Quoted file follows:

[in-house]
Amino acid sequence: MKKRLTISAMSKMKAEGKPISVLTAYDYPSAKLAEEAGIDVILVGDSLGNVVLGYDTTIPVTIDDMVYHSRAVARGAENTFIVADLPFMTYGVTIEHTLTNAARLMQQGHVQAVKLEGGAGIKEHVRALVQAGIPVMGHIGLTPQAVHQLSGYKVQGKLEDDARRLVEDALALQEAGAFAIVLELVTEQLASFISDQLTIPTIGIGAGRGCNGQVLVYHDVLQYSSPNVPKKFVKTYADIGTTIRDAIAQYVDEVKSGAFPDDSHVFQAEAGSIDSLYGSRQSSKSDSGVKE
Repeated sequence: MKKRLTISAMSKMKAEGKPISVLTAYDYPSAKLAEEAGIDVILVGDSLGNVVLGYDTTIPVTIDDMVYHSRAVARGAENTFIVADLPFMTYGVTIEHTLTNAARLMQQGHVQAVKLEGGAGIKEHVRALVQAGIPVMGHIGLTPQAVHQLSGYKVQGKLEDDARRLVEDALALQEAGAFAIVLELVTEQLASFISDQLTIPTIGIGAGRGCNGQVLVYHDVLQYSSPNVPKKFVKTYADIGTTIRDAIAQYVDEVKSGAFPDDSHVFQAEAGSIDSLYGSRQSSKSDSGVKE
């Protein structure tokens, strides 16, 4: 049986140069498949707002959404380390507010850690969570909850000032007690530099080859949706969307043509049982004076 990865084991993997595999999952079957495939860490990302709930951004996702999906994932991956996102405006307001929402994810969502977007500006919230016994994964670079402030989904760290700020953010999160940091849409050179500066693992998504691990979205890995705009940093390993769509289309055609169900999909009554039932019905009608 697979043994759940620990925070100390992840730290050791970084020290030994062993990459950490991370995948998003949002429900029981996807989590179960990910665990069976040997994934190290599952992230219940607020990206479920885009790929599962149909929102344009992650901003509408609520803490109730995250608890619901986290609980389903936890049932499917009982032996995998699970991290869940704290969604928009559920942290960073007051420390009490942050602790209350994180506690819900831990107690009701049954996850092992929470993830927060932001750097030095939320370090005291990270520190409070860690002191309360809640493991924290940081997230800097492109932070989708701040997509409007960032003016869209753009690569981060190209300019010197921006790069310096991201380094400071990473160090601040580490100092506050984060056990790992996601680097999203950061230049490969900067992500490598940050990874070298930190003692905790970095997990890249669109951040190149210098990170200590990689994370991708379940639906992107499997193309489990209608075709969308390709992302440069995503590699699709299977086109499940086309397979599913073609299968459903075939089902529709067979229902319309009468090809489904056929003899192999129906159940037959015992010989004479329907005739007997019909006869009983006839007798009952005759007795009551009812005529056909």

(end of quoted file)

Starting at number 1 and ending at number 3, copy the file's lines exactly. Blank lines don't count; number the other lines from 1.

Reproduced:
[in-house]
Amino acid sequence: MKKRLTISAMSKMKAEGKPISVLTAYDYPSAKLAEEAGIDVILVGDSLGNVVLGYDTTIPVTIDDMVYHSRAVARGAENTFIVADLPFMTYGVTIEHTLTNAARLMQQGHVQAVKLEGGAGIKEHVRALVQAGIPVMGHIGLTPQAVHQLSGYKVQGKLEDDARRLVEDALALQEAGAFAIVLELVTEQLASFISDQLTIPTIGIGAGRGCNGQVLVYHDVLQYSSPNVPKKFVKTYADIGTTIRDAIAQYVDEVKSGAFPDDSHVFQAEAGSIDSLYGSRQSSKSDSGVKE
Repeated sequence: MKKRLTISAMSKMKAEGKPISVLTAYDYPSAKLAEEAGIDVILVGDSLGNVVLGYDTTIPVTIDDMVYHSRAVARGAENTFIVADLPFMTYGVTIEHTLTNAARLMQQGHVQAVKLEGGAGIKEHVRALVQAGIPVMGHIGLTPQAVHQLSGYKVQGKLEDDARRLVEDALALQEAGAFAIVLELVTEQLASFISDQLTIPTIGIGAGRGCNGQVLVYHDVLQYSSPNVPKKFVKTYADIGTTIRDAIAQYVDEVKSGAFPDDSHVFQAEAGSIDSLYGSRQSSKSDSGVKE